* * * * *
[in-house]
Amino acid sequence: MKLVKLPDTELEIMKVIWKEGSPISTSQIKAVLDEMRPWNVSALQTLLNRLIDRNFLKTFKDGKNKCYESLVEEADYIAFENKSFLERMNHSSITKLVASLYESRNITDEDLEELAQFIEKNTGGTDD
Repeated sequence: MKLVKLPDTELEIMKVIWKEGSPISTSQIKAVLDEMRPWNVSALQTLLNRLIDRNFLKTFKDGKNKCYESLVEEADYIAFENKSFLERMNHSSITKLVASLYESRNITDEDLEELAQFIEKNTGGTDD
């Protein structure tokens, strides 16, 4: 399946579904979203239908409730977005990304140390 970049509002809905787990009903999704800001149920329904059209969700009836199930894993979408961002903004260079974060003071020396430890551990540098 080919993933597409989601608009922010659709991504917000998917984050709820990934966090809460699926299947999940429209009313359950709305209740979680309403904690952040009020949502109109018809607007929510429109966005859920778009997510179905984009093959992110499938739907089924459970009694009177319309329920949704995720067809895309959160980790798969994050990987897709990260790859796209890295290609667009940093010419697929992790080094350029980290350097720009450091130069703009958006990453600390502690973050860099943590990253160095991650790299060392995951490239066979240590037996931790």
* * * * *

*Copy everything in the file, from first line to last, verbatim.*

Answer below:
[in-house]
Amino acid sequence: MKLVKLPDTELEIMKVIWKEGSPISTSQIKAVLDEMRPWNVSALQTLLNRLIDRNFLKTFKDGKNKCYESLVEEADYIAFENKSFLERMNHSSITKLVASLYESRNITDEDLEELAQFIEKNTGGTDD
Repeated sequence: MKLVKLPDTELEIMKVIWKEGSPISTSQIKAVLDEMRPWNVSALQTLLNRLIDRNFLKTFKDGKNKCYESLVEEADYIAFENKSFLERMNHSSITKLVASLYESRNITDEDLEELAQFIEKNTGGTDD
């Protein structure tokens, strides 16, 4: 399946579904979203239908409730977005990304140390 970049509002809905787990009903999704800001149920329904059209969700009836199930894993979408961002903004260079974060003071020396430890551990540098 080919993933597409989601608009922010659709991504917000998917984050709820990934966090809460699926299947999940429209009313359950709305209740979680309403904690952040009020949502109109018809607007929510429109966005859920778009997510179905984009093959992110499938739907089924459970009694009177319309329920949704995720067809895309959160980790798969994050990987897709990260790859796209890295290609667009940093010419697929992790080094350029980290350097720009450091130069703009958006990453600390502690973050860099943590990253160095991650790299060392995951490239066979240590037996931790």